My research group is currently hiring two postdoctoral research scientists. Both postdocs will work directly with me and my colleagues at NOAA/NCEP for two years on research topics related to the NOAA Unified Forecast System (UFS). The first project focuses on the development and testing of new atmospheric physical parameterization schemes for global weather prediction. The second project focuses on coupled atmosphere/ocean/cryosphere data assimilation for seasonal predictions. Applicants should reach out to me directly via email with questions.
I am an Assistant Professor in the Department of Atmospheric and Oceanic Science at the University of Maryland. Prior to joining the University of Maryland I was a National Research Council postdoc fellow at the Hurricane Research Division of the NOAA Atlantic Oceanic and Meteorological Laboratory in Miami, FL. Before my position at HRD, I held an Advanced Study Program postdoc fellowship at the National Center for Atmospheric Research in Boulder, CO, where I worked jointly in the Mesoscale and Microscale Meteorology and Computational and Information Systems laboratories. I also worked at the NOAA National Severe Storms Laboratory in Norman, OK, under the support of the University of Oklahoma/NOAA Cooperative Institute for Mesoscale Meteorological Studies. I have a PhD in Meteorology from the Pennsylvania State University, and a BS in Meteorology and Applied Mathematics from Millersville University.
Environmental observing systems onboard satellites, aircrafts, and surface stations provide crucial measurements for characterizing current and past states of the Earth system (i.e., the atmosphere, hydrosphere, lithosphere, cryosphere, etc.). Data assimilation provides a means of combining these measurements with numerical models so that our physical knowledge of the system can be matched with evidence of the real world.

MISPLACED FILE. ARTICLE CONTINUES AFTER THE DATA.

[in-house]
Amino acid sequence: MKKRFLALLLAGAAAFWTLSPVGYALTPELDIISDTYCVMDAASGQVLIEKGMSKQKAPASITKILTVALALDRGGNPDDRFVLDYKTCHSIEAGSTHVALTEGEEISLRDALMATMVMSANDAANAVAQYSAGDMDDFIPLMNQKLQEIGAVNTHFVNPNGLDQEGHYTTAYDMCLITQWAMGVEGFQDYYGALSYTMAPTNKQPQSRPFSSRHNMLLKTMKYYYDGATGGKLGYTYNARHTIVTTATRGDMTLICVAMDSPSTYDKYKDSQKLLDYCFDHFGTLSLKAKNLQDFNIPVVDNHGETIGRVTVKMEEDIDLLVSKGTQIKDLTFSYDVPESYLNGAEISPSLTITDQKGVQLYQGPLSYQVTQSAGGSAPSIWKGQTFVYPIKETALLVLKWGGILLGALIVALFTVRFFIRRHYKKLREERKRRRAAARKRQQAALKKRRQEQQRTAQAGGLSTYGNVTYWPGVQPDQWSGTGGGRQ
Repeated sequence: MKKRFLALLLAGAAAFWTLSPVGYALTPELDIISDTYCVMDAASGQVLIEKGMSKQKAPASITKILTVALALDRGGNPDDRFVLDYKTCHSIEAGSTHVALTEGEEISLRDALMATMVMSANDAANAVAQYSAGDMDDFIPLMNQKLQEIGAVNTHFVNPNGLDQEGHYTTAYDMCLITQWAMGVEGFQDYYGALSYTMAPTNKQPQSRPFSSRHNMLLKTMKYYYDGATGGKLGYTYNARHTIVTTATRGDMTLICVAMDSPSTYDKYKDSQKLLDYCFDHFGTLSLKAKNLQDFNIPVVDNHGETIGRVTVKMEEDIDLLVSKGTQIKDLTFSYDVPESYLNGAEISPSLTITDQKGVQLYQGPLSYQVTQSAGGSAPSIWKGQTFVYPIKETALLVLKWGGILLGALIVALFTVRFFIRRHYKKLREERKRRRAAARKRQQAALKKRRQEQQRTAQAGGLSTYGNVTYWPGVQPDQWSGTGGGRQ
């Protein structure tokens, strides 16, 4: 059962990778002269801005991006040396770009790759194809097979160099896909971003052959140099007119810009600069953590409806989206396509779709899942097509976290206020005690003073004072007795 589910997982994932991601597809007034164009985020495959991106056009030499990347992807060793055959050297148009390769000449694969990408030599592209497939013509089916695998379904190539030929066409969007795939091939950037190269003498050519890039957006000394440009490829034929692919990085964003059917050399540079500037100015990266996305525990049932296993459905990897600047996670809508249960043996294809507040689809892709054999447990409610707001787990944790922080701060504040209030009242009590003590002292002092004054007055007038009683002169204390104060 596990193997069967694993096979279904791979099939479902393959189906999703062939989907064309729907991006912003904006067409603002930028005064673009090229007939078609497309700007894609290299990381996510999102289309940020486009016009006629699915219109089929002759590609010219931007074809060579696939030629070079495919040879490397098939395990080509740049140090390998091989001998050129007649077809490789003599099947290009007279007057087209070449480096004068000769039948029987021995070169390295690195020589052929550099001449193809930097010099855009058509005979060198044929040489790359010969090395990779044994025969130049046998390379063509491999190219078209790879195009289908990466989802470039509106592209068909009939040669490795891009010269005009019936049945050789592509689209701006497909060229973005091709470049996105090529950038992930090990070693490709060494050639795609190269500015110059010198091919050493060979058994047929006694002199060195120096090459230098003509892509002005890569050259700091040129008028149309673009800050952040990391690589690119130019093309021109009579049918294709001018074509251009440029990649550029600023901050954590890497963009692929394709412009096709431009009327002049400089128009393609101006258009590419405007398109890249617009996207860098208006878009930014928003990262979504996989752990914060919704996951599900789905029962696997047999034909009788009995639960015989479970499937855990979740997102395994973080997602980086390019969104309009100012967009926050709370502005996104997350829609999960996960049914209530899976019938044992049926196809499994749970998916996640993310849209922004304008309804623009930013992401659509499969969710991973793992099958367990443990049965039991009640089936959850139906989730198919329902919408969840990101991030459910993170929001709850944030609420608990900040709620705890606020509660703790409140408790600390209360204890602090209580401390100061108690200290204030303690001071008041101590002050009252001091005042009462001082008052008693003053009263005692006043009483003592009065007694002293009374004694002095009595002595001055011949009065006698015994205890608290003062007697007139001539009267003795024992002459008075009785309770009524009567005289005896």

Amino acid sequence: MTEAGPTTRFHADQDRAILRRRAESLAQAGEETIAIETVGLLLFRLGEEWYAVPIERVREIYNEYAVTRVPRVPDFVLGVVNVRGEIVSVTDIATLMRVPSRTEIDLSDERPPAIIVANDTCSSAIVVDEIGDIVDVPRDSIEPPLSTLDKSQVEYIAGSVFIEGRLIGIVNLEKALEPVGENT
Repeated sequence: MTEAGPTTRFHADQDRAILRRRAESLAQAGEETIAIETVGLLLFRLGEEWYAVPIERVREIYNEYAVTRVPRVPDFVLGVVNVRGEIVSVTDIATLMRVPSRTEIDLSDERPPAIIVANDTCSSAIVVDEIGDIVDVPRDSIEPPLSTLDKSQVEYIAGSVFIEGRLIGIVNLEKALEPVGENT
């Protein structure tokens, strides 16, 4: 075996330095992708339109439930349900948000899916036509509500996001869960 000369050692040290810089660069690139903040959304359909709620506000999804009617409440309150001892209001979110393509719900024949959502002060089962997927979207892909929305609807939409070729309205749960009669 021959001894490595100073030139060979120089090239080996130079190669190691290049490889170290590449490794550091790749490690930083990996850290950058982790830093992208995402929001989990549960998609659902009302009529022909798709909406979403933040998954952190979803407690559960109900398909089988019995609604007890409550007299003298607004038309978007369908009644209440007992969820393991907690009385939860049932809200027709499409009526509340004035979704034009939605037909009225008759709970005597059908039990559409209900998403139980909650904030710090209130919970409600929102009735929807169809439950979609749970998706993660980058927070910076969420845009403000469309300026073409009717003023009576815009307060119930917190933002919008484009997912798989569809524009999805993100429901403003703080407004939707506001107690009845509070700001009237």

My research focuses on the development and application of advanced data assimilation techniques for geophysical research. Much of this work targets hazardous weather events that present major challenges for environmental prediction, such as tropical cyclones and severe convective storms. Despite the socioeconomic importance of these events, they are often associated with a high degree of forecast uncertainty. Therefore, the most honest prediction for hazardous weather—or any weather events for that matter—is a probabilistic one.
High-dimensional nonlinear systems such as Earth’s atmosphere, however, are incredibly challenging to represent probabilistically, even on very large supercomputers. This factor is just one of the many obstacles scientists face when trying to predict the weather. Limitations in numerical models, observation collection, and strategies for combining this information, also provide significant obstacles for achieving reliable probabilistic forecasts. For my research, I often work with meteorologists, modelers, observation collectors, and scientists in the uncertainty quantification community to help design state-of-the-art environmental prediction systems.